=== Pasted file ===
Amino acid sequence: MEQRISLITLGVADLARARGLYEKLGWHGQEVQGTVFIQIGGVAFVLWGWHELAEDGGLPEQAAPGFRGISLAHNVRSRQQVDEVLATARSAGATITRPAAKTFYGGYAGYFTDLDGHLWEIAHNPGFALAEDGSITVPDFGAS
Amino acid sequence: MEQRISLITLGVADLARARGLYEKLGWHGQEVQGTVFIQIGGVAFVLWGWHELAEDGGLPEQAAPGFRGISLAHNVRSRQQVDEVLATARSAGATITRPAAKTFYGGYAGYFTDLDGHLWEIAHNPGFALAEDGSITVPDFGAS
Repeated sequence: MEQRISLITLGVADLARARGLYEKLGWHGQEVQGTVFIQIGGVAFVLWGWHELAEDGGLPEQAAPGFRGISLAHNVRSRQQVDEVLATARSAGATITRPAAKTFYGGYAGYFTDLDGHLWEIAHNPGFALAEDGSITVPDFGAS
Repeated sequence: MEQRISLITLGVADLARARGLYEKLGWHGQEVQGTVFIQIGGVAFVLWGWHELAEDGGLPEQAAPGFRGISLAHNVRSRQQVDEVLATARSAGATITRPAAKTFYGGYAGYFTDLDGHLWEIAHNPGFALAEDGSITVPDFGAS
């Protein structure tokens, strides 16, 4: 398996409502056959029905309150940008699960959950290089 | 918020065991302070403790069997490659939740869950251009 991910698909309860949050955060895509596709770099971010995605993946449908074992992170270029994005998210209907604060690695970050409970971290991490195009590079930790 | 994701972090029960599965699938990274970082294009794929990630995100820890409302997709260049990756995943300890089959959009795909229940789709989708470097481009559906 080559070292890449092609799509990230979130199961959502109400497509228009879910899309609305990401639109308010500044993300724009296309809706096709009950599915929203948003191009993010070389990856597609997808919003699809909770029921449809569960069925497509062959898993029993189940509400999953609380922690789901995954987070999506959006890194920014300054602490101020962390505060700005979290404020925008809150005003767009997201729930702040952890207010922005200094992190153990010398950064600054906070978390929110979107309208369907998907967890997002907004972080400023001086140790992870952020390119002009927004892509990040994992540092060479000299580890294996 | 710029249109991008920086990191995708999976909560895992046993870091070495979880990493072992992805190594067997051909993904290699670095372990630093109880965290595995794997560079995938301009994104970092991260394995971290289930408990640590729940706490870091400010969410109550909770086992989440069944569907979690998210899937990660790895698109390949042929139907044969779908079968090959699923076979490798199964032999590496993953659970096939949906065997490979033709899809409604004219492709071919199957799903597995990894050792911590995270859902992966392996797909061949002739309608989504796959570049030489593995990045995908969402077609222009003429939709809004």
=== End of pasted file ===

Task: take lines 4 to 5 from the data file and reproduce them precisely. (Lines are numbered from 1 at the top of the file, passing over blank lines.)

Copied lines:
Repeated sequence: MEQRISLITLGVADLARARGLYEKLGWHGQEVQGTVFIQIGGVAFVLWGWHELAEDGGLPEQAAPGFRGISLAHNVRSRQQVDEVLATARSAGATITRPAAKTFYGGYAGYFTDLDGHLWEIAHNPGFALAEDGSITVPDFGAS
């Protein structure tokens, strides 16, 4: 398996409502056959029905309150940008699960959950290089 | 918020065991302070403790069997490659939740869950251009 991910698909309860949050955060895509596709770099971010995605993946449908074992992170270029994005998210209907604060690695970050409970971290991490195009590079930790 | 994701972090029960599965699938990274970082294009794929990630995100820890409302997709260049990756995943300890089959959009795909229940789709989708470097481009559906 080559070292890449092609799509990230979130199961959502109400497509228009879910899309609305990401639109308010500044993300724009296309809706096709009950599915929203948003191009993010070389990856597609997808919003699809909770029921449809569960069925497509062959898993029993189940509400999953609380922690789901995954987070999506959006890194920014300054602490101020962390505060700005979290404020925008809150005003767009997201729930702040952890207010922005200094992190153990010398950064600054906070978390929110979107309208369907998907967890997002907004972080400023001086140790992870952020390119002009927004892509990040994992540092060479000299580890294996 | 710029249109991008920086990191995708999976909560895992046993870091070495979880990493072992992805190594067997051909993904290699670095372990630093109880965290595995794997560079995938301009994104970092991260394995971290289930408990640590729940706490870091400010969410109550909770086992989440069944569907979690998210899937990660790895698109390949042929139907044969779908079968090959699923076979490798199964032999590496993953659970096939949906065997490979033709899809409604004219492709071919199957799903597995990894050792911590995270859902992966392996797909061949002739309608989504796959570049030489593995990045995908969402077609222009003429939709809004």